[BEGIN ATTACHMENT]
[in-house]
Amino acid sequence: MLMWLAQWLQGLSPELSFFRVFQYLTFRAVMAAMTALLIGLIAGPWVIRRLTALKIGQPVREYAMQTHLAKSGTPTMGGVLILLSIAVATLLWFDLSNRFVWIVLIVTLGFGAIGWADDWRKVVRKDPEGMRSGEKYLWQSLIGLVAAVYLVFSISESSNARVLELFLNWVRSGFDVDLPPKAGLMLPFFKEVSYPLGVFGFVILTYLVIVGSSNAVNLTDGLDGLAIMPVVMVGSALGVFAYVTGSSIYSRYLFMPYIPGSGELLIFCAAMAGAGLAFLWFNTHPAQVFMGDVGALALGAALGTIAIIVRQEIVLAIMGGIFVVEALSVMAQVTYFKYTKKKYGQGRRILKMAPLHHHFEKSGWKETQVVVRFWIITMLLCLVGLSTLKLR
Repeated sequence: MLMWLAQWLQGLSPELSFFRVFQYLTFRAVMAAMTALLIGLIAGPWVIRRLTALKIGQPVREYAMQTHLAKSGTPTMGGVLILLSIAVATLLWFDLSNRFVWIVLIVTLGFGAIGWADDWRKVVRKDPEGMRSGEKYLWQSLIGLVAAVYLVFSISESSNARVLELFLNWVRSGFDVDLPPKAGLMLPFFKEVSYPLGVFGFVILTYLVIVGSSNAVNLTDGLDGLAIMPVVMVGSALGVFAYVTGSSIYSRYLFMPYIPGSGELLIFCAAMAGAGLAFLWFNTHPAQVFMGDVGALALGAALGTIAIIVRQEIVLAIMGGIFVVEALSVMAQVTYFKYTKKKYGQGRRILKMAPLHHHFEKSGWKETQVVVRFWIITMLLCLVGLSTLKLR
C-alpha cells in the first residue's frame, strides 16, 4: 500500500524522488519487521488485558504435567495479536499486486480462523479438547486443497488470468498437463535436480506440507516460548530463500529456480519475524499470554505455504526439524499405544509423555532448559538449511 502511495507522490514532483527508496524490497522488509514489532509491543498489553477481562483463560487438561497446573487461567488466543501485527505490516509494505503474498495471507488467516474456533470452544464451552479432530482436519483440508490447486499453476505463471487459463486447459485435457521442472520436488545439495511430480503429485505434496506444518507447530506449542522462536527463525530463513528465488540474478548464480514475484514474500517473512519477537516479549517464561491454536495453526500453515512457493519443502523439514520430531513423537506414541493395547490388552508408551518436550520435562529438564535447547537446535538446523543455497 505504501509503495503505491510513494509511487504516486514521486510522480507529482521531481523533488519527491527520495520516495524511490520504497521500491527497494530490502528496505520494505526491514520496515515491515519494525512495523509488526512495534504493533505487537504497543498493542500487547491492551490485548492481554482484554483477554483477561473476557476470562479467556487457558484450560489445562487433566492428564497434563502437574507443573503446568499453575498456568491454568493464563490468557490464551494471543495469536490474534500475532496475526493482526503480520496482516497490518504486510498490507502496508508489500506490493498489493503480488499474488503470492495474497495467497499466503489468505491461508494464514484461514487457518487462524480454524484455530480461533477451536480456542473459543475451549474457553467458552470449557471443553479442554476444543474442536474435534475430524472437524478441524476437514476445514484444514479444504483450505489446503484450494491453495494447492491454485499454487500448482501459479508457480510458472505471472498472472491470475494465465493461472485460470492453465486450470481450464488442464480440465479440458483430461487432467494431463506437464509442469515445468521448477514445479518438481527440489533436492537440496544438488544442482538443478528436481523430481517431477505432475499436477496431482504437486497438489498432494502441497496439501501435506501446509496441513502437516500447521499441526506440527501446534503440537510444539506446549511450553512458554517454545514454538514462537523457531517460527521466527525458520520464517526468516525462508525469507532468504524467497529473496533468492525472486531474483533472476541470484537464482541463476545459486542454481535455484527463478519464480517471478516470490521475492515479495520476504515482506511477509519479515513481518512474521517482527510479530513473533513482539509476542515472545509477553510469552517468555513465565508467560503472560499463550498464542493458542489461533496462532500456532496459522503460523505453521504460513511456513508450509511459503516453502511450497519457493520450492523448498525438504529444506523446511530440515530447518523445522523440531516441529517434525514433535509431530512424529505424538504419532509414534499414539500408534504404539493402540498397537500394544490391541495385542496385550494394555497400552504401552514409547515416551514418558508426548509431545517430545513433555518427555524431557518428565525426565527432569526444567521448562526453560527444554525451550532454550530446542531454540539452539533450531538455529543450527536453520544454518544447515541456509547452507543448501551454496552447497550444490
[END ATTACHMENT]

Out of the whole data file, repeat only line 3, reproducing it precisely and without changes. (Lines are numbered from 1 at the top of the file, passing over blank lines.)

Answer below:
Repeated sequence: MLMWLAQWLQGLSPELSFFRVFQYLTFRAVMAAMTALLIGLIAGPWVIRRLTALKIGQPVREYAMQTHLAKSGTPTMGGVLILLSIAVATLLWFDLSNRFVWIVLIVTLGFGAIGWADDWRKVVRKDPEGMRSGEKYLWQSLIGLVAAVYLVFSISESSNARVLELFLNWVRSGFDVDLPPKAGLMLPFFKEVSYPLGVFGFVILTYLVIVGSSNAVNLTDGLDGLAIMPVVMVGSALGVFAYVTGSSIYSRYLFMPYIPGSGELLIFCAAMAGAGLAFLWFNTHPAQVFMGDVGALALGAALGTIAIIVRQEIVLAIMGGIFVVEALSVMAQVTYFKYTKKKYGQGRRILKMAPLHHHFEKSGWKETQVVVRFWIITMLLCLVGLSTLKLR